The Audience Will Love It

I know what I want to write about. I want to write about my turn away from depression and anxiety to a more happy state of mind. It doesn’t seem right though. I’ve been close enough to bipolar to wonder when I seem to snap out of a funk if this is just a temporary euphoria that will again be replaced with a inky darkness of despair. I suppose that fear taints all of the good feelings that I experience. It’s easy to get in that habit, to expect the worst, especially when the world seems as gloomy as it does these days.

I’m not even quite sure what has effected my change, though I suspect that it has something to do with the Dalai Lama and imagining clown noses on the people who make me anxious and sad. Maybe it’s a sympathy for the people who hurt so much that they feel they need to hurt others. I’ve known what it is like to hurt so bad emotionally that you strike out at others with spite and vitriol. It’s a terrible place to be, a place you wish someone else could pull you out of. It takes a long time to see that you can pull yourself out, if you work at it a little. It’s not easy. Western culture seems to want to treat the darkness of emotion with pharmaceuticals, therapy costs to much to be covered by our medical plans. Part of me wishes sometimes that I could be a content church goer, someone who could find comfort in more accepted western religion. Some of the most caring and emotionally helpful people I’ve know have been priests or pastors, though I’ve never known them in a church.

I miss my friend Steven at times like this. He had trained to be a priest, had spent time in the Vatican studying. I knew him as a theater set designer. His office and the theater where littered with wonderful signs with Latin words that no one understood but Steven and the people he explained them to. He never pressed his religion on anyone, but it flowed from him in a way that I wish more holy people would let happen. He was a big bear of a man, with a gruff demeanor, and a heart of gold big enough to share with far more people that anyone should expect. I miss his calming influence, his laugh.

I miss my friend Doc too. Both Steven and Doc worked at the same theater. You couldn’t have much more of a different pair. Steven the big bear, and Doc the short stocky, powerful man. Steven was a devout Catholic, Doc a Unitarian Minister, and yet they both exuded the same calm and cheerfulness that put me at ease when I worked for them or with them.

We worked with difficult, demanding people in the theater. Actors and Directors are always wont to be difficult for theater techs. Actors and Directors practice plays for weeks before technical folks get involved in a production. They’ve worked out their inter-personal relationships and have gotten somewhat comfortable with the play, with their roles. Then you introduce a stage, lights, a set, props and lots of people to make those things work. Techs get to practice a play for a couple of weeks, if that. They’re a different sort of community, a different sort character. Steven and Doc were the head techs for many of the productions I worked on. Their calming influence kept their flocks of lighting geeks, prop nerds, and shift crews from getting too worked up about their difficulties finding their footing among the actors who had already started to trot on their path to a production.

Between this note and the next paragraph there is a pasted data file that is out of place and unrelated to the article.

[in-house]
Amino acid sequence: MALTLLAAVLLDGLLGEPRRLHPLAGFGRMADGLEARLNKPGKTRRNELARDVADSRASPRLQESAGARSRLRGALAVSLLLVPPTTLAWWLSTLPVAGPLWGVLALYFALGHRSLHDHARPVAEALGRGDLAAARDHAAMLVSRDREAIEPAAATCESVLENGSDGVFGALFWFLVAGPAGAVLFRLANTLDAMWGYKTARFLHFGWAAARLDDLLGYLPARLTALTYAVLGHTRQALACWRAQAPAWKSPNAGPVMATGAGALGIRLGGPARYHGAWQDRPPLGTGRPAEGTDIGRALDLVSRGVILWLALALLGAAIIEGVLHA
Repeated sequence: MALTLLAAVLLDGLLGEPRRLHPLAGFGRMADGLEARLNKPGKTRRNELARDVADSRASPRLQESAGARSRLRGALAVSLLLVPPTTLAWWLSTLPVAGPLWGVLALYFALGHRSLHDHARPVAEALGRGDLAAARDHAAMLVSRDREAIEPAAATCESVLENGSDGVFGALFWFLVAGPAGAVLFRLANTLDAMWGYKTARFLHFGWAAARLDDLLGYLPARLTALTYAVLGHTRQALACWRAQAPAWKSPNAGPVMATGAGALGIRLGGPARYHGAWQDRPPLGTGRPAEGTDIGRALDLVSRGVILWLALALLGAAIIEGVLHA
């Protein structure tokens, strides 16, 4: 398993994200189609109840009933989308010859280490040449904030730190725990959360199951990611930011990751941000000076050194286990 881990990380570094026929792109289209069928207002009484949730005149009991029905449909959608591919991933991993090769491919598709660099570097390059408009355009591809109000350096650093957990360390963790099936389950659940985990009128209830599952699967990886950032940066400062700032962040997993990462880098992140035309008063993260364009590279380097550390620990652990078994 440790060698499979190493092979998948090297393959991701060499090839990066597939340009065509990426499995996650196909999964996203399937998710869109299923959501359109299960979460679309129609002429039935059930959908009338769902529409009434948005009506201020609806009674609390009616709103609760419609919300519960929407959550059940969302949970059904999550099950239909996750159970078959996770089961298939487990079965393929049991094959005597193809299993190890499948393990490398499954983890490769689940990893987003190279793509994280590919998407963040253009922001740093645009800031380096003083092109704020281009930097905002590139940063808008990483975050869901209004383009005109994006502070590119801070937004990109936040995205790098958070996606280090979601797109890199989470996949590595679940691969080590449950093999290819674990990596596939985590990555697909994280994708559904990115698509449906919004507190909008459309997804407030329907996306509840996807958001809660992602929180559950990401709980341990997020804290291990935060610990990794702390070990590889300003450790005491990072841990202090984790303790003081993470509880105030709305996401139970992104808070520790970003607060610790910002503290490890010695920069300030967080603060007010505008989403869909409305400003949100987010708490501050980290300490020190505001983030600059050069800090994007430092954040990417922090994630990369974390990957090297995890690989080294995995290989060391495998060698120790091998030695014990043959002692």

Those few days that Techs have to come to understand their place on the play, the rhythms that a play falls into as the sets and props move, as the actors make costume changes, as we all move towards and audience are hectic and stressful. There’s always so much to do, so much to practice, so much to get right. There were many times I told myself that I would never do this again, it was too much. How many times could we be yelled at before we just walked away? Through it all there were Steven and Doc, weathering the stress with us, offering advice, figuring out how to make things work.

You know though, somehow things always seemed to work themselves out. No matter how bad it looked to be, by the time an audience appeared the production was ready. Some nights things weren’t perfect, some nights minor catastrophes appeared along with the actors. We got through them though. What else could you do? The show must go on. I think that’s something that can help people get beyond the dark places in their own lives.

We all try really hard to do what we think is right. We all try to do what is expected of us. The Directors in our lives try to get us to do more than we might realize we can do. They can usually get us to do that little extra we didn’t think we were capable of. No matter how bad things seem, how much we screw up, we mostly get it right, and that’s enough for an audience. The audience can tell when you’re trying. They will respond to it. The audience wants you to succeed. It’s always easier to realize this when you have a Steven and Doc to help you see it. So when things are bleak, when you feel like you’ve been a week from opening night for months, remember that Steven and Doc are there to remind you things will work out, the show will go up, and the audience will love it.

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